I don't have much to say about David Small's graphic novel memoir, Stitches.*
Small, an artist and illustrator,** did not, by all conceivable standards, have a happy childhood. His mother and father had an unhappy marriage; his mother had all kinds of issues of her own (including health issues: she was born with her heart on the opposite side of her chest, and personal problems: Small describes "her furious, silent withdrawals" that "could last for days, even weeks at a time"); and he suffered from multiple illnesses, including a sinus condition, which his father, a radiologist, treated himself, with (you got it) radiation. The end result of that? At the age of 11, Small developed a cyst on his neck, which wasn't removed until three and a half years later, and which of course was cancerous.
That's right: his dad gave him cancer.
Why don't I have much to say? Well, other than saying that you should read this book (which I am indeed saying), I just don't WANT to talk about it. There are a few topics I just don't like to explore. Kids suffering is one of them. Health problems of any kind and the scariness of various health procedures is another. And the graphic novel format of this story? Not making it any easier to take, really. Not that I think it should be easy to take. But for some reason I just never have a lot to say about graphic novels of the nonfiction type. I always find them interesting; they just never stand out as my most memorable reads, even when they are very memorable. Maybe the pictures make them too REAL, and not enough like books? I don't know. Evidently I'm just too much of a text girl, and that's that.***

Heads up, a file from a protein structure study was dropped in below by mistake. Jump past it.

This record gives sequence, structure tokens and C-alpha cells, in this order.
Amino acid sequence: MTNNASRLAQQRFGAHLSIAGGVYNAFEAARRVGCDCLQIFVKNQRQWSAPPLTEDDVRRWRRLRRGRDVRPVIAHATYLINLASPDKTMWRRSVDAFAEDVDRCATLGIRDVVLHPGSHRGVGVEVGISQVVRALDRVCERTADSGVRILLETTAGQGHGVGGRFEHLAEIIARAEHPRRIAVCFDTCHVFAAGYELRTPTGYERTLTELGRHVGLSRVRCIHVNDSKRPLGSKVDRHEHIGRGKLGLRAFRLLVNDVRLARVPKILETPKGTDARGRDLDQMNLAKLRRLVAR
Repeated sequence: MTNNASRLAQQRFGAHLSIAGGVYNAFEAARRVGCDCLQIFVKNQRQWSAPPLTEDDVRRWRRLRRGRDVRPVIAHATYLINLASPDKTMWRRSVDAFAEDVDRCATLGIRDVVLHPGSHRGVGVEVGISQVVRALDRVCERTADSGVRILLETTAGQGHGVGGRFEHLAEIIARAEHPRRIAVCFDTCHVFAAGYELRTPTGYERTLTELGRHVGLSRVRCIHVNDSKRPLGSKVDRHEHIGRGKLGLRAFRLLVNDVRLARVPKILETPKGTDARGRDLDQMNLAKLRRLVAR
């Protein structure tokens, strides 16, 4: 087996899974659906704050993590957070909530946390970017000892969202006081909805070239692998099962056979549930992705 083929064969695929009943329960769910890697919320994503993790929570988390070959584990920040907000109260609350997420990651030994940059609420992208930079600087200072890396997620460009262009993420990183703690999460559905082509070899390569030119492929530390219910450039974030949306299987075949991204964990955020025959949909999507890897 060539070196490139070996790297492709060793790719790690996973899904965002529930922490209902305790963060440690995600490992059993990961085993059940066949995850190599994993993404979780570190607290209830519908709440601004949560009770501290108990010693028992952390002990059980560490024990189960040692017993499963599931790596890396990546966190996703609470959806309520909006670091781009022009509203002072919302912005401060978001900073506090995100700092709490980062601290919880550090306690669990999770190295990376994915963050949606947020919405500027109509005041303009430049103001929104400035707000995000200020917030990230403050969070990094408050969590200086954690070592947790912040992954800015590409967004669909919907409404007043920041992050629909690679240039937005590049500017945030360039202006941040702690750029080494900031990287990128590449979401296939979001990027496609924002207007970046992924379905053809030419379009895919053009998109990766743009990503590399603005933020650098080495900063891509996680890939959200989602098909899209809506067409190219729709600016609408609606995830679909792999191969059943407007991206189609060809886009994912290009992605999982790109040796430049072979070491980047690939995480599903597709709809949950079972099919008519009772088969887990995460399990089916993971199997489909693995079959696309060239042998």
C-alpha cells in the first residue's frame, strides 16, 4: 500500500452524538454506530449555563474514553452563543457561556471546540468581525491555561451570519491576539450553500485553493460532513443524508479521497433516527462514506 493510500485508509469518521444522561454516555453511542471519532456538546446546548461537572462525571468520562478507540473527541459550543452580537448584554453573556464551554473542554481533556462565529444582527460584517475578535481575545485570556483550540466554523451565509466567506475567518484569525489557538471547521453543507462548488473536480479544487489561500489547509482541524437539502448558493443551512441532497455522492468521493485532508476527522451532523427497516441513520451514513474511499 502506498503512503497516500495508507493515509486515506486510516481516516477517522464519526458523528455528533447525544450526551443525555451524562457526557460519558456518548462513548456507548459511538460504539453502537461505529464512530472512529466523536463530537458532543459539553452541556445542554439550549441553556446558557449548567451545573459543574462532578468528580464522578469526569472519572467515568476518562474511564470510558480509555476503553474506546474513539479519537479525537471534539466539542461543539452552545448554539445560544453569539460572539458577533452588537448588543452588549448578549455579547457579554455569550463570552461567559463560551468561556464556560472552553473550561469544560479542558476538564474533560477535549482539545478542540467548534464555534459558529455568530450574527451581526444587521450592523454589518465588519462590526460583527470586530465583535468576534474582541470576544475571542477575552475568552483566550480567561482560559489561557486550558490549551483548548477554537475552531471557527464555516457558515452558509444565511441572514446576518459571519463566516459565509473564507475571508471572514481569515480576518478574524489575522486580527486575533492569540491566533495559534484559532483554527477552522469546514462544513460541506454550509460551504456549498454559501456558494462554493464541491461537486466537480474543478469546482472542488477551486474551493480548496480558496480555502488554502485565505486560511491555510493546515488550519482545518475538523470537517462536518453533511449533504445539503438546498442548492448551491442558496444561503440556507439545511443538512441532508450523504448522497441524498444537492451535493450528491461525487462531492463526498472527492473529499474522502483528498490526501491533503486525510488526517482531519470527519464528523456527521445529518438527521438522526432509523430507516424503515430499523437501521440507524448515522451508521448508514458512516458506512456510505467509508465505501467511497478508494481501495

*I know, it doesn't happen very often, so try not to fall over in shock.
**He often collaborates with his wife, children's author Sarah Stewart, as he did on the wonderful picture book The Library.
***Goodness, evidently I had more to say than I thought about this one.